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Support Early Healthy Development

While every child is unique, young children share some basic needs that are important to ensure healthy development. These developmental needs include having the benefit of the constant care and support of the adults in their lives as well as high-quality nutrition, medical and dental care, plentiful opportunities to learn and socialize, secure emotional attachment to a caregiver and safety and stability in their homes, schools and communities. When these crucial needs are met, young children thrive; however, when these needs are unattended children can face serious obstacles to their developmental health.

Young children whose developmental needs are unsupported are at risk for poor health and well-being outcomes as they grow and transition into adults. Delays in a child’s early development put them at a disadvantage when they begin school, and by third grade the opportunity gaps between children with differing levels of developmental health become increasingly entrenched. The gap continues to widen as children grow. By the end of high school, some young people face obstacles that seem almost insurmountable in achieving their educational and life goals.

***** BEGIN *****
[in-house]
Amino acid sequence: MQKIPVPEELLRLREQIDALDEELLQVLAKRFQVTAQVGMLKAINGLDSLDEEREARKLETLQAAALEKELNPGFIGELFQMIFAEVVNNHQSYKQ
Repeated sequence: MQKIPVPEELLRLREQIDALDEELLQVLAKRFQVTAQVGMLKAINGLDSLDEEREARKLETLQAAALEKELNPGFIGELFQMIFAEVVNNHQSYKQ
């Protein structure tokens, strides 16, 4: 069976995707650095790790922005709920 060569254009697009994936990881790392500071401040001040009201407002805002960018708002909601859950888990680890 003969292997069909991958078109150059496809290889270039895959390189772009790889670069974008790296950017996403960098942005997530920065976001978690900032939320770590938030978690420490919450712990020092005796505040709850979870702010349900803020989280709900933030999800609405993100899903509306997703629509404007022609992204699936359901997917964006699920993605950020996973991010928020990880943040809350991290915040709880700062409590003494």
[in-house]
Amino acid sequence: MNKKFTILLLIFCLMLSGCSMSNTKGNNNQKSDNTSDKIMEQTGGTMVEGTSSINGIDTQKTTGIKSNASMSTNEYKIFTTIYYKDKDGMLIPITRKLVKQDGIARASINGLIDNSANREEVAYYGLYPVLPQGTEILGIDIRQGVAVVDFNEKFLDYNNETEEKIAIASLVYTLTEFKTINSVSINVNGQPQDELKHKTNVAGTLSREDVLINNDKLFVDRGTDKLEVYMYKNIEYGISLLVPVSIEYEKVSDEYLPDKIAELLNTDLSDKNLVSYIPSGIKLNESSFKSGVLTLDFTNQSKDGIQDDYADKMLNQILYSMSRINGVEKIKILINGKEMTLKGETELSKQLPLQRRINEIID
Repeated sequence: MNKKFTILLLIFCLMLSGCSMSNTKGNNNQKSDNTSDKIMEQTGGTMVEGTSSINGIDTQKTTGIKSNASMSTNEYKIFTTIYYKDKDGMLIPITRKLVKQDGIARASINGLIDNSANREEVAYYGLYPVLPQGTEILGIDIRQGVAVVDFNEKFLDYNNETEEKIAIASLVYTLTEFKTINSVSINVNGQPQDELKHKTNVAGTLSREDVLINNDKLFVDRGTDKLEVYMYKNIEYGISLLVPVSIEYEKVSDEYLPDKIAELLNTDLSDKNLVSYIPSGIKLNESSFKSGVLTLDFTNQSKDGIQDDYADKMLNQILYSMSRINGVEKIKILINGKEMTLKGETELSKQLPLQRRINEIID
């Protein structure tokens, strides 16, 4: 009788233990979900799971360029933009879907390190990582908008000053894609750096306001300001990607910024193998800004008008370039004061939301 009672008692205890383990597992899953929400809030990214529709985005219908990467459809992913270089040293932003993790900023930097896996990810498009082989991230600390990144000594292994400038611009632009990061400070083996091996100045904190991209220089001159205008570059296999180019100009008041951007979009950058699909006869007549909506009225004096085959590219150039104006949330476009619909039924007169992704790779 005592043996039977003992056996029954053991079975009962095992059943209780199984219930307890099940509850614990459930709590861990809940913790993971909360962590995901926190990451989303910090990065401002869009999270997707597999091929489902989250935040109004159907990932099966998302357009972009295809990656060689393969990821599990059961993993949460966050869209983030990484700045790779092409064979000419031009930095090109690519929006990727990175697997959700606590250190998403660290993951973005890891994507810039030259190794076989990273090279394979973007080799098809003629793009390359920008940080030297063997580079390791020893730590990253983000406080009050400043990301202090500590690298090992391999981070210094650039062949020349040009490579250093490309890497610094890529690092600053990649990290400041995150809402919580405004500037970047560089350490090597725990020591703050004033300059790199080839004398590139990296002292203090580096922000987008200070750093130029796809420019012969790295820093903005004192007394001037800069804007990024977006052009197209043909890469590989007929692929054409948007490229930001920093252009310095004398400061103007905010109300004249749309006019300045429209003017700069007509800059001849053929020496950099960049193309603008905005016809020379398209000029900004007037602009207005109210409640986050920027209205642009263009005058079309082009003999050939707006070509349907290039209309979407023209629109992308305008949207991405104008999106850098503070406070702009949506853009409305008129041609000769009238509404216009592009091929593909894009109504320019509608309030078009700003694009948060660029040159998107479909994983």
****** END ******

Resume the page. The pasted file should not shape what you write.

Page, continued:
In a society with growing equity gaps marked by vast differences in income, access to health care, neighborhood safety and educational opportunity, effective policy can support increased, and more equitable, access to the tools parents and caregivers need to promote their children’s developmental health and well-being. It is important to support the role of family for young children by empowering parents and caregivers to meet their children’s needs through effective support services that strengthen the family as a whole and ensure that all children get a healthy start in life. 


Barbara Gebhard, assistant director of Public Policy at ZERO TO THREE and Vicky Marchand contributed to this report.


Developmental health is a term used to refer to the full range of health outcomes related to children’s well-being as they grow, including physical, social –emotional, cognitive abilities/skills and educational attainment. 


The KIDS COUNT policy report, The First Eight Years: Giving Kids a Foundation for Lifetime Success, details how a child’s early development from birth through age 8 is essential to making an effective transition into elementary school and for long-term academic achievement.


Read CSSP’s companion report on policies supporting early healthy development.